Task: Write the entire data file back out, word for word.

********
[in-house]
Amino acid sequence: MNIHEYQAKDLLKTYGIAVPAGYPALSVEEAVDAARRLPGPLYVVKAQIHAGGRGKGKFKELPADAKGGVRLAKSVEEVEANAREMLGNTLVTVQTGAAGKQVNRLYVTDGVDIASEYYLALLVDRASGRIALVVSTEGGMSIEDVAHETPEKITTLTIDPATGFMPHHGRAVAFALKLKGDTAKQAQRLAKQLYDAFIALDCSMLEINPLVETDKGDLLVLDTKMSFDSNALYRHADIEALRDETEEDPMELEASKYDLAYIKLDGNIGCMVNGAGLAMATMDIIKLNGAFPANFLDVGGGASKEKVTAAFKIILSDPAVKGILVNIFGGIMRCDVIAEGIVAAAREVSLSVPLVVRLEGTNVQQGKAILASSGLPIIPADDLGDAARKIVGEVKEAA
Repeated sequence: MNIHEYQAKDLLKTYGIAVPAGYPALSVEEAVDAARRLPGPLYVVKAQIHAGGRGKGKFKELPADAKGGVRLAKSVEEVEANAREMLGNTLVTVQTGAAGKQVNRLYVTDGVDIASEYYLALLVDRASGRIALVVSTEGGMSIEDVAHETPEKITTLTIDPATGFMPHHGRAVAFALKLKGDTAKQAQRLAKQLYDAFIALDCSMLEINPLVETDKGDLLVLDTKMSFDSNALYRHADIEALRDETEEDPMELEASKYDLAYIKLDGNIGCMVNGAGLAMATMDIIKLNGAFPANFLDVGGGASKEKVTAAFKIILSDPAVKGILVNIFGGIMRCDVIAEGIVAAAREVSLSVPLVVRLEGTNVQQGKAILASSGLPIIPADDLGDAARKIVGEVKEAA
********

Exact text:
[in-house]
Amino acid sequence: MNIHEYQAKDLLKTYGIAVPAGYPALSVEEAVDAARRLPGPLYVVKAQIHAGGRGKGKFKELPADAKGGVRLAKSVEEVEANAREMLGNTLVTVQTGAAGKQVNRLYVTDGVDIASEYYLALLVDRASGRIALVVSTEGGMSIEDVAHETPEKITTLTIDPATGFMPHHGRAVAFALKLKGDTAKQAQRLAKQLYDAFIALDCSMLEINPLVETDKGDLLVLDTKMSFDSNALYRHADIEALRDETEEDPMELEASKYDLAYIKLDGNIGCMVNGAGLAMATMDIIKLNGAFPANFLDVGGGASKEKVTAAFKIILSDPAVKGILVNIFGGIMRCDVIAEGIVAAAREVSLSVPLVVRLEGTNVQQGKAILASSGLPIIPADDLGDAARKIVGEVKEAA
Repeated sequence: MNIHEYQAKDLLKTYGIAVPAGYPALSVEEAVDAARRLPGPLYVVKAQIHAGGRGKGKFKELPADAKGGVRLAKSVEEVEANAREMLGNTLVTVQTGAAGKQVNRLYVTDGVDIASEYYLALLVDRASGRIALVVSTEGGMSIEDVAHETPEKITTLTIDPATGFMPHHGRAVAFALKLKGDTAKQAQRLAKQLYDAFIALDCSMLEINPLVETDKGDLLVLDTKMSFDSNALYRHADIEALRDETEEDPMELEASKYDLAYIKLDGNIGCMVNGAGLAMATMDIIKLNGAFPANFLDVGGGASKEKVTAAFKIILSDPAVKGILVNIFGGIMRCDVIAEGIVAAAREVSLSVPLVVRLEGTNVQQGKAILASSGLPIIPADDLGDAARKIVGEVKEAA